The surviving member of a prominent gay couple can seek damages on behalf of his deceased partner in a case that tested a statute expanding the legal rights of gays.


A recent appellate ruling reinstated the medical malpractice lawsuit of Charles Karel Bouley, whose partner, Andrew Lee Howard, died in May 2001 after being admitted to Long Beach Memorial Medical Center.


The couple had a four-year stint hosting an afternoon radio show on KFI-AM (640) that was replaced by the "The John and Ken Show" after Howard died.


Bouley claims that the hospital's emergency room doctors were negligent in treating Howard the night he died, while the hospital points to the man's excessive drinking.


"He couldn't quit throwing up. He had reported to nurses he had eight glasses of wine and five tequila shooters," said Lynn Moyer, a Long Beach attorney who represents the hospital and a doctor sued in the case.


Bouley filed his action once a 2002 state law became effective that granted domestic partners the legal right to file wrongful death lawsuits on behalf of their deceased partners. A Los Angeles Superior Court judge dismissed the suit on grounds the statute was not retroactive.


In January, the statute was amended, and earlier this month, a local appellate panel reinstated the case, concluding that the amendments allowed the statute to apply retroactively. Defense attorneys have no plans to appeal.


"I disagree with the Court of Appeal's decision, but we'll live with it," said Terrence Schafer, a partner at Reback McAndrews & Kjar LLP. "We're better off on this case moving forward and defending it."


Bouley's lawyer, Michael Lotta, did not return calls.


Starting Lineups
Arte Moreno is sending out his ace. Anaheim has called in a reliever from the bullpen.


Like a classic pitching match up, the legal battle pitting Anaheim versus Angels Baseball LP is shaping up as a duel between two lawyers with differing styles and backgrounds.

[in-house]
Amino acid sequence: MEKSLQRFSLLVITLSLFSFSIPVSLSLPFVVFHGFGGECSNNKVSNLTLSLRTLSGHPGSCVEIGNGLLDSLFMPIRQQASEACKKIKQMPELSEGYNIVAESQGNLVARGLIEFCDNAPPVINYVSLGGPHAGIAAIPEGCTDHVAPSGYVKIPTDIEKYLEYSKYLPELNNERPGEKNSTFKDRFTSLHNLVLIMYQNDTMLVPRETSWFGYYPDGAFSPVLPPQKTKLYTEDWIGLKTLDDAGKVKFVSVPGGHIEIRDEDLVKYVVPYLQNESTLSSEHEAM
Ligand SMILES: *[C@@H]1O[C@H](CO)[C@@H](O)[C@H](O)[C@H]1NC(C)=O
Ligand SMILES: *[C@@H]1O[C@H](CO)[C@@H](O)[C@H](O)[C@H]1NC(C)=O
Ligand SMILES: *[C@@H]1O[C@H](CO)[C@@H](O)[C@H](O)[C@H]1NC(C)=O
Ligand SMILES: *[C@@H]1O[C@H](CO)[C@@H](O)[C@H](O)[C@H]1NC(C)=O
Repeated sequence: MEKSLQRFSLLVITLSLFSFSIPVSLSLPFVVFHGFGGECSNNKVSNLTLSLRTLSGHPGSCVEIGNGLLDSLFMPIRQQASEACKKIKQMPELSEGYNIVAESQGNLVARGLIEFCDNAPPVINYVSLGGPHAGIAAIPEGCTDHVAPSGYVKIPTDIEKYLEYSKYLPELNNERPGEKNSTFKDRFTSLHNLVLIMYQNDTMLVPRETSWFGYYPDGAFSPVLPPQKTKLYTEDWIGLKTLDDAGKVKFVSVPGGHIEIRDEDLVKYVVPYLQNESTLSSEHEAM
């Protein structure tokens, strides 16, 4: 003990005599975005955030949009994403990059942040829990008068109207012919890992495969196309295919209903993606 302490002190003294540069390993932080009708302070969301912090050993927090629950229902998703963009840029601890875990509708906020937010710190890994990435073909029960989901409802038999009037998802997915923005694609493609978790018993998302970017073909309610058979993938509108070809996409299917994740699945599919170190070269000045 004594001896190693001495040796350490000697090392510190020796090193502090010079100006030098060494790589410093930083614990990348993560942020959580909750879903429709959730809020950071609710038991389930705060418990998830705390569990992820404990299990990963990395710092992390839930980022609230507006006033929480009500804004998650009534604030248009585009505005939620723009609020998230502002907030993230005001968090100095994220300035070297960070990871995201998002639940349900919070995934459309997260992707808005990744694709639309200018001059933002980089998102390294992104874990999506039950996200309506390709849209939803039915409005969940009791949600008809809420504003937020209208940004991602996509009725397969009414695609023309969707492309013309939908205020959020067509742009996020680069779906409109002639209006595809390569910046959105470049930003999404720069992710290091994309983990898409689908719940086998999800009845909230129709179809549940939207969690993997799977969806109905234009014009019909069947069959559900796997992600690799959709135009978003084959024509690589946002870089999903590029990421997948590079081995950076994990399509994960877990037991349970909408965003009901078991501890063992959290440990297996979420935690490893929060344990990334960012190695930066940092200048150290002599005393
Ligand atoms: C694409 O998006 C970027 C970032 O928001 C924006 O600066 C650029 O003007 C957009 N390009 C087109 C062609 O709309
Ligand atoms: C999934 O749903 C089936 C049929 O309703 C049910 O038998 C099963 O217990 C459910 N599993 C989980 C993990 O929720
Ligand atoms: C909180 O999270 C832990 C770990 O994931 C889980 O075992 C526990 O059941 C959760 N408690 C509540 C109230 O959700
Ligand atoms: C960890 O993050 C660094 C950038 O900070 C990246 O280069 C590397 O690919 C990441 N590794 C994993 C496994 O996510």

At stake is Moreno's bid to make the Angels a top-tier team by linking it to the nation's second-largest media market. That effort has run afoul of Anaheim Mayor Curt Pringle's own big-league ambitions for his city. The row stands to be the highest-profile legal battle in Orange County this year.


Anaheim has tapped Andrew Guilford, a trial attorney with the Costa Mesa office of Los Angeles law firm Sheppard Mullin, Richter & Hampton LLP.


Moreno's guy is George Stephan, who heads the Los Angeles headquarters of Stephan Oringher Richman & Theodora. Stephan first worked as Moreno's lawyer a decade ago, representing Outdoor Systems, the billboard company Moreno co-owned until selling it in 1999 to what's now Viacom Inc. Stephan worked on the sale and later landed Viacom as a client.


He's a litigation guy, having handled contract and employment disputes as well as product liability cases.


Guilford, who argued for the city in February when Judge Peter Polos denied the Angels' bid to throw out part of the city's lawsuit, also is a business litigator.


The two lawyers have butted heads a couple of times already in the legal fight between the city and the Angels.


Earlier this month, the California Court of Appeals ordered Angels Baseball to show why an injunction against the name change shouldn't be granted. Stephan is set to respond this week, a few days before the start of baseball's regular season.


The city is appealing Polos' rejections of preliminary and temporary injunctions sought by Anaheim to change the name back to Anaheim Angels.


The legal fight also has a second front: a separate lawsuit filed by the city against the team. In the suit, the city charges the name change violates the team's 1996 lease at Angel Stadium of Anaheim, which was struck with prior owner Walt Disney Co. Moreno bought the Angels for $184 million in 2003.


*Orange County Business Journal reporter Chris Cziborr contributed to this column. Staff reporter Amanda Bronstad can be reached at (323) 549-5225, ext. 225, or at abronstad@labusinessjournal.com .

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